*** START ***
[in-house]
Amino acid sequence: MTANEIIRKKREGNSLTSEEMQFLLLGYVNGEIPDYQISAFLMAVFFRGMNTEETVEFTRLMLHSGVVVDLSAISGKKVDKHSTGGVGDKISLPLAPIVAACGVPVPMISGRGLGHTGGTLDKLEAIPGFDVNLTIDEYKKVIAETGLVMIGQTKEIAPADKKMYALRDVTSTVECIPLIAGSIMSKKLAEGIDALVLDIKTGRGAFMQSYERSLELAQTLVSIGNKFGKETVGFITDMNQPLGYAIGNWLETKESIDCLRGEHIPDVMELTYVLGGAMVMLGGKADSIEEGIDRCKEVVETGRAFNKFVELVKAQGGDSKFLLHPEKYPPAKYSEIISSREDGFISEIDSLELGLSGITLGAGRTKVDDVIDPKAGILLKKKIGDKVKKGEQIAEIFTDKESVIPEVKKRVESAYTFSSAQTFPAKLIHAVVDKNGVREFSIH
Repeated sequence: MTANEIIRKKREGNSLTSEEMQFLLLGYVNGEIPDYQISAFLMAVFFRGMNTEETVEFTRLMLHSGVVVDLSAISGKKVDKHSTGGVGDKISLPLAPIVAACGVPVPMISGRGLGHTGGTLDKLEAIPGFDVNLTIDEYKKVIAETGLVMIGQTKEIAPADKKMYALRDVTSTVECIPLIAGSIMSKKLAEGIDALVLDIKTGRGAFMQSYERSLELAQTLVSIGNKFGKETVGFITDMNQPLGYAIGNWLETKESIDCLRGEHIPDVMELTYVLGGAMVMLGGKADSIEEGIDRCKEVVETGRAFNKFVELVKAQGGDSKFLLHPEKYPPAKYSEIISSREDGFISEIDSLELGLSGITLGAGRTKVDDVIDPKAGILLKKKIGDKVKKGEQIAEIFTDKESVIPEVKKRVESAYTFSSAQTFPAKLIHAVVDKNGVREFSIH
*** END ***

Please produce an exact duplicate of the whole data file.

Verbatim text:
[in-house]
Amino acid sequence: MTANEIIRKKREGNSLTSEEMQFLLLGYVNGEIPDYQISAFLMAVFFRGMNTEETVEFTRLMLHSGVVVDLSAISGKKVDKHSTGGVGDKISLPLAPIVAACGVPVPMISGRGLGHTGGTLDKLEAIPGFDVNLTIDEYKKVIAETGLVMIGQTKEIAPADKKMYALRDVTSTVECIPLIAGSIMSKKLAEGIDALVLDIKTGRGAFMQSYERSLELAQTLVSIGNKFGKETVGFITDMNQPLGYAIGNWLETKESIDCLRGEHIPDVMELTYVLGGAMVMLGGKADSIEEGIDRCKEVVETGRAFNKFVELVKAQGGDSKFLLHPEKYPPAKYSEIISSREDGFISEIDSLELGLSGITLGAGRTKVDDVIDPKAGILLKKKIGDKVKKGEQIAEIFTDKESVIPEVKKRVESAYTFSSAQTFPAKLIHAVVDKNGVREFSIH
Repeated sequence: MTANEIIRKKREGNSLTSEEMQFLLLGYVNGEIPDYQISAFLMAVFFRGMNTEETVEFTRLMLHSGVVVDLSAISGKKVDKHSTGGVGDKISLPLAPIVAACGVPVPMISGRGLGHTGGTLDKLEAIPGFDVNLTIDEYKKVIAETGLVMIGQTKEIAPADKKMYALRDVTSTVECIPLIAGSIMSKKLAEGIDALVLDIKTGRGAFMQSYERSLELAQTLVSIGNKFGKETVGFITDMNQPLGYAIGNWLETKESIDCLRGEHIPDVMELTYVLGGAMVMLGGKADSIEEGIDRCKEVVETGRAFNKFVELVKAQGGDSKFLLHPEKYPPAKYSEIISSREDGFISEIDSLELGLSGITLGAGRTKVDDVIDPKAGILLKKKIGDKVKKGEQIAEIFTDKESVIPEVKKRVESAYTFSSAQTFPAKLIHAVVDKNGVREFSIH